From Citizendium, the Citizens' Compendium
Jump to: navigation, search
This article is developed but not approved.
Main Article
Related Articles  [?]
Bibliography  [?]
External Links  [?]
Citable Version  [?]
This editable Main Article is under development and not meant to be cited; by editing it you can help to improve it towards a future approved, citable version. These unapproved articles are subject to a disclaimer.

An Organic Field-Effect Transistor (OFET) is a class of thin film transistors based on organic semiconductors.

Organic semiconductors were discovered in 1940 [1]. Because they are low performance materials, the TFT structure is the best suited device configuration. Except a handful of isolated preliminary reports[2][3][4], work on organic thin-film transistors only emerged in the late 1980s using both polymers [5][6] and small molecules [7][8]. It is only when the mobility of organic semiconductors approached, and even surpassed, that of amorphous silicon [9] that several industrial groups decided to embark into research programs on OTFTs.

Generally speaking, a TFT is composed of three parts – an insulator, a semiconducting thin film, and three electrodes. Two of the electrodes, the source and the drain electrodes, are in direct contact with the semiconductor; the third, the gate, is isolated from the semiconductor by the insulator layer. The basic fabrication scheme consists of piling up thin films of the different elements. Because most organic semiconductors are fragile materials, the deposition of organic semiconductors on the insulator is much easier than the opposite. So the large majority of current OTFTs are built according to the bottom-gate architecture.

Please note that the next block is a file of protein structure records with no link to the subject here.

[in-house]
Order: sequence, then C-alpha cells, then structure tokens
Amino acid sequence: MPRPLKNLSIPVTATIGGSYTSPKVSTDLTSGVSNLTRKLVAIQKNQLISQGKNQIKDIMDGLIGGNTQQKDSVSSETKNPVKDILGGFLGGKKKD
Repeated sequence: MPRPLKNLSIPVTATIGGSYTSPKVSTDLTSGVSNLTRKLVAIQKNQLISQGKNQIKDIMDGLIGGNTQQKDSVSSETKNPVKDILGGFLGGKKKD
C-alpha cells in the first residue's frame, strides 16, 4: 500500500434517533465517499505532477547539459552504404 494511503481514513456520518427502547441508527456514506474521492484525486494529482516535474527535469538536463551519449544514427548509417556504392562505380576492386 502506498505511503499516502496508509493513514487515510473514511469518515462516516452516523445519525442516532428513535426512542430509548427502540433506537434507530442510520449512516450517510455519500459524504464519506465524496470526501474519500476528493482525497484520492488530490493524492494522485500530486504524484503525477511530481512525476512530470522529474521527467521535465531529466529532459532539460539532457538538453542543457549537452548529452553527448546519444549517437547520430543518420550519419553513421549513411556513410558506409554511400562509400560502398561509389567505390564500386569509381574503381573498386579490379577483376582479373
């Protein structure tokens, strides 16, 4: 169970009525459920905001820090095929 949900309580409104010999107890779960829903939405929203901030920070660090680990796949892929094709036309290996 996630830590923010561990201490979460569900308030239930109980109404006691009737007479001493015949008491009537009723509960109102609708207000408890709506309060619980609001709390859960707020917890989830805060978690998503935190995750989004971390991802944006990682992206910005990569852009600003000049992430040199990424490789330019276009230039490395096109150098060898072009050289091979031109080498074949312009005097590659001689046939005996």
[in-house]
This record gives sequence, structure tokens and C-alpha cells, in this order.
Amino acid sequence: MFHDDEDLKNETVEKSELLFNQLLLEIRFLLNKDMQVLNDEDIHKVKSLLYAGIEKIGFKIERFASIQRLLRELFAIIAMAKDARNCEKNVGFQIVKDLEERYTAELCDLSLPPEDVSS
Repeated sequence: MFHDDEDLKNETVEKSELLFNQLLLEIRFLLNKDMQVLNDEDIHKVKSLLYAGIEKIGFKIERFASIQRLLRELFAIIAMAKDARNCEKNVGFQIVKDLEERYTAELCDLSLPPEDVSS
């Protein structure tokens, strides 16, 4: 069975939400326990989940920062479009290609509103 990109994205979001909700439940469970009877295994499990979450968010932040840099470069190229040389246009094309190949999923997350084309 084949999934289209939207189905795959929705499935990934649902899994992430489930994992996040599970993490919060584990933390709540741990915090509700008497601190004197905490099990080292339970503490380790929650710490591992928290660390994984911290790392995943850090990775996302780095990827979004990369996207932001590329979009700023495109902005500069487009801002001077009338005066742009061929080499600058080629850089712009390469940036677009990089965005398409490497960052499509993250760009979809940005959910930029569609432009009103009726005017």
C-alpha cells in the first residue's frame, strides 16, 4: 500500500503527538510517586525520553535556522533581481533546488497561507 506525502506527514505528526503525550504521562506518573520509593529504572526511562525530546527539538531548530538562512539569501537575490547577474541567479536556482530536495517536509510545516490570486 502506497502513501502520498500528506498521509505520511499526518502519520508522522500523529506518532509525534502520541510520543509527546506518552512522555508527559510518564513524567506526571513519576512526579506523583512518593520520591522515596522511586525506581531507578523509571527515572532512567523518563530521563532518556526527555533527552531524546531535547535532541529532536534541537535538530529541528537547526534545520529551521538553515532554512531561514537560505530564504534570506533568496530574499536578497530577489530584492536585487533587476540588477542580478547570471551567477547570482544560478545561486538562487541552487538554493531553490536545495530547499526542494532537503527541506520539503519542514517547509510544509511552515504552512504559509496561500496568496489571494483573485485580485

The availability of organic semiconductor devices, combined with the power of synthetic organic chemistry, may open up the way to completely new device configuration, fabrication processes, and applications. One promising envision is OFET can be fabricated by solution processing method - for example, spin-coating, printing, and drop casting, which enables large area, low-cost production of organic electronics. New products include radio-frequency identification (RFID) tags [10], that might replace bar codes found on nearly all consumer products today, single-use electronics, low-cost sensors, and flexible displays.


  1. M. Pope, C. E. Swenberg, Electronic Processes in Organic Crystals and Polymers, Oxford University Press, New York, 1999
  2. D. F. Barbe, C. R. Westgate, J. Phys. Chem. Solids 1970, 31, 2679–2687
  3. M. L. Petrova, L. D. Rozenshtein, Fiz. Tverd. Tela (Soviet Phys. Solid State) 1970, 12, 961–962 (756–757)
  4. F. Ebisawa, T. Kurokawa, S. Nara, J. Appl. Phys. 1983, 54, 3255–3259
  5. A. Tsumura, K. Koezuka, T. Ando, Appl. Phys. Lett. 1986, 49, 1210–1212
  6. A. Tsumura, H. Koezuka, Y. Ando, Synth. Metal 1988, 25, 11–23.
  7. G. Horowitz, D. Fichou, X. Z. Peng, Z. G. Xu, F. Garnier, Solid State Commun. 1989, 72, 381–384
  8. G. Horowitz, X. Z. Peng, D. Fichou, F. Garnier, J. Appl. Phys. 1990, 67, 528–532
  9. Y. Y. Lin, D. J. Gundlach, S. F. Nelson, T. N. Jackson, IEEE Electron. Device Lett. 1997, 18, 606–608
  10. P. F. Baude, D. A. Ender, M. A. Haase, T. W. Kelley, D. V. Muyres, S. D. Theiss, Appl. Phys. Lett. 2003, 82, 3964–3966